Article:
Kids who age out of foster care need ongoing support says study

Ivery Castilloux, 23, says he might have ended up living on the streets, or worse, had he not had support from Aunt Leah
Ivery Castilloux, 23, says he might have ended up living on the streets, or worse, had he not had support from Aunt Leah's Link program that helps young people from foster homes land on their feet after they've 'aged out' of government care.

Ivery Castilloux was teetering on the brink.

He'd just turned 19 and had no place to go.

A ward of the province who'd lived in 10 foster homes through his childhood, Castilloux was given a cheque by his support worker for $100 and told to go boldly forth into adulthood. He thought he needed to be perfect. He thought he had to map out every step of his future life and ambitions.

Because if he didn't he'd have nowhere to fall back.

It was, said Castilloux, overwhelming.

"I was scared of what would happen next," said Castilloux. "Everything was going downward."

In search of some assistance and encouragement, Castilloux returned to Aunt Leah's Place, a New Westminster-based organization that provides support to young people in care as they transition to the next stage of their lives. He'd been involved with Aunt Leah's Support Link program which provides supportive housing for young people aged 15-18 as they prepare for life on their own.

The social workers there were able to connect Castilloux with student loan programs at Douglas College so he could continue his education. They helped him find a place to live, get direction in his life.

Most importantly, said Castilloux, they lent an empathetic ear.

"That was a big transition," said Castilloux, now 23 and continuing his studies as he does some social media consulting for Aunt Leah's and develops his own pub crawl company.

Castilloux' story is the kind of anecdotal evidence of its success Aunt Leah's has relied upon to solicit funding for much of its 25 years.

Until Monday.

That's when a team of researchers from the University of Victoria. led by Dr. Deborah Rutman, released a study that compared the outcomes of young people in the foster care system who had access to Aunt Leah's Link program that helps them once they've "aged out" of government care to those who fended for themselves.

The results were startling, said Rutman, whose team interviewed 43 young people over a nine-month interval to measure their progress establishing their lives, getting housing, an education, a career, forging connections with the community and with others. They also talked to support workers and staff.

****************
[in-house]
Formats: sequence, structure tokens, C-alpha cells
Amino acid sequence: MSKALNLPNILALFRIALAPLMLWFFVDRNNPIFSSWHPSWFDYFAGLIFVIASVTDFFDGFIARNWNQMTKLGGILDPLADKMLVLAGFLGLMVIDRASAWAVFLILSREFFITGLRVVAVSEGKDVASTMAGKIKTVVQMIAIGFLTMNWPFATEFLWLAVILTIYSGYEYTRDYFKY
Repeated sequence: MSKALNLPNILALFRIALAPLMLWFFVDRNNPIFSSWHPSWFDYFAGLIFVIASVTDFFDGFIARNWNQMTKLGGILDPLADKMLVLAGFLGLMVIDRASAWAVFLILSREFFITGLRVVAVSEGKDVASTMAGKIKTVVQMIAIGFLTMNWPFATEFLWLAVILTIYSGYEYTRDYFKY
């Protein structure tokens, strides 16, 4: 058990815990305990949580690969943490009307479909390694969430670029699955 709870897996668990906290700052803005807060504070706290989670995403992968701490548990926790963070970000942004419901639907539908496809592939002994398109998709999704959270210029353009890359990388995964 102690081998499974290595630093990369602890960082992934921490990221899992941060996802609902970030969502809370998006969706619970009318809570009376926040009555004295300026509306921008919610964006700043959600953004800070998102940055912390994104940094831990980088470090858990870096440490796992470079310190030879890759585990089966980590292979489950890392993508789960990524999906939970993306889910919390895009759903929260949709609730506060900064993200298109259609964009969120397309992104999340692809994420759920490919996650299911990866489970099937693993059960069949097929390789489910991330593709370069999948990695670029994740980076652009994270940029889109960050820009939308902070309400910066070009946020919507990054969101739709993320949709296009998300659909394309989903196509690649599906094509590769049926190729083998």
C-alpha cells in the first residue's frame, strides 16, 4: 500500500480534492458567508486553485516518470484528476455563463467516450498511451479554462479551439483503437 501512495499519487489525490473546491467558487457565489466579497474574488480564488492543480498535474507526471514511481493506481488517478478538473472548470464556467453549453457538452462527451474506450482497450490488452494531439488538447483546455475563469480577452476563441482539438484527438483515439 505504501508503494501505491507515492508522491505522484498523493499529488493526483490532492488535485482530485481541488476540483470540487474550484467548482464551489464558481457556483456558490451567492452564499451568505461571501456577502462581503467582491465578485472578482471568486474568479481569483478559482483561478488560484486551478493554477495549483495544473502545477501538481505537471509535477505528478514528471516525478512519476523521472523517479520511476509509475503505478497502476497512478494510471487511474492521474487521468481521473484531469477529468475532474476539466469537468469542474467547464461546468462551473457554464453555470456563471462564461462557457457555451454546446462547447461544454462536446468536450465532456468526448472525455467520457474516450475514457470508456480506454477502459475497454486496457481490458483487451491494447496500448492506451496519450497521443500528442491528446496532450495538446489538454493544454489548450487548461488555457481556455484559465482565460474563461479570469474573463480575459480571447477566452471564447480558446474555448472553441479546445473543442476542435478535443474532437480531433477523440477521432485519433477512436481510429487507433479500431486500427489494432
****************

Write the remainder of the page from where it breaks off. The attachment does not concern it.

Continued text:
Rutman said 93 per cent of the young people in the study who used Link said their health was good, compared to only 67 per cent who were left to their own wiles. Another 64 per cent said their career planning and search for employment was going well, compared to only 40 per cent of those without support.

"We know youth are really struggling," said Rutman. "It's about one thing that leads to another that leads to another."

For youth without support, that's more likely to lead to homelessness, chronic unemployment, substance abuse, said Rutman.

Finally being able to quantify the stories Aunt Leah's staff have heard over the years is important to secure support for its programs, said its founder and executive director Gale Stewart.

"Now there's a conversation," said Stewart, who's been able to expand the Link program over the past five years with the help of funding from the Vancouver Foundation and the federal government. "Now we can be better advocates."

A representative for Mary Ellen Turpel-Lafond of the Office of the Representative for Children and Youth who attended the release of the study said it takes a collective effort to ensure kids in care make a smooth transition into adulthood.
"We know these kids can't be alone," said Melanie Mark. "It's important to have relationships with someone who's not going to give up on you."

That kind of talk is cheap, said Castilloux. After all, he's living the benefits of having support programs once he left foster care.

"You have to go into adulthood, but you feel like a failure," said Castilloux. "The only thing I did wrong was turn 19."


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